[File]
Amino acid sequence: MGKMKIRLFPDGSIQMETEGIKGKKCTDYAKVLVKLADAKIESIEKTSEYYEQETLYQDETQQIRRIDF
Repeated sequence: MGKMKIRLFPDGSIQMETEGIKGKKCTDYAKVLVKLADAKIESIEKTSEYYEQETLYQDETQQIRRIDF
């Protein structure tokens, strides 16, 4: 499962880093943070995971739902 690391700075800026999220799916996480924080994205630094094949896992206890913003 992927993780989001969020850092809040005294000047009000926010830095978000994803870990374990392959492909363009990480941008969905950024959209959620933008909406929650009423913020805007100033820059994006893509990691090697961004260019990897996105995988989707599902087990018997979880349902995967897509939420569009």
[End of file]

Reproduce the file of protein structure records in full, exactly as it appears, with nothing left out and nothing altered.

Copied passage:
Amino acid sequence: MGKMKIRLFPDGSIQMETEGIKGKKCTDYAKVLVKLADAKIESIEKTSEYYEQETLYQDETQQIRRIDF
Repeated sequence: MGKMKIRLFPDGSIQMETEGIKGKKCTDYAKVLVKLADAKIESIEKTSEYYEQETLYQDETQQIRRIDF
């Protein structure tokens, strides 16, 4: 499962880093943070995971739902 690391700075800026999220799916996480924080994205630094094949896992206890913003 992927993780989001969020850092809040005294000047009000926010830095978000994803870990374990392959492909363009990480941008969905950024959209959620933008909406929650009423913020805007100033820059994006893509990691090697961004260019990897996105995988989707599902087990018997979880349902995967897509939420569009």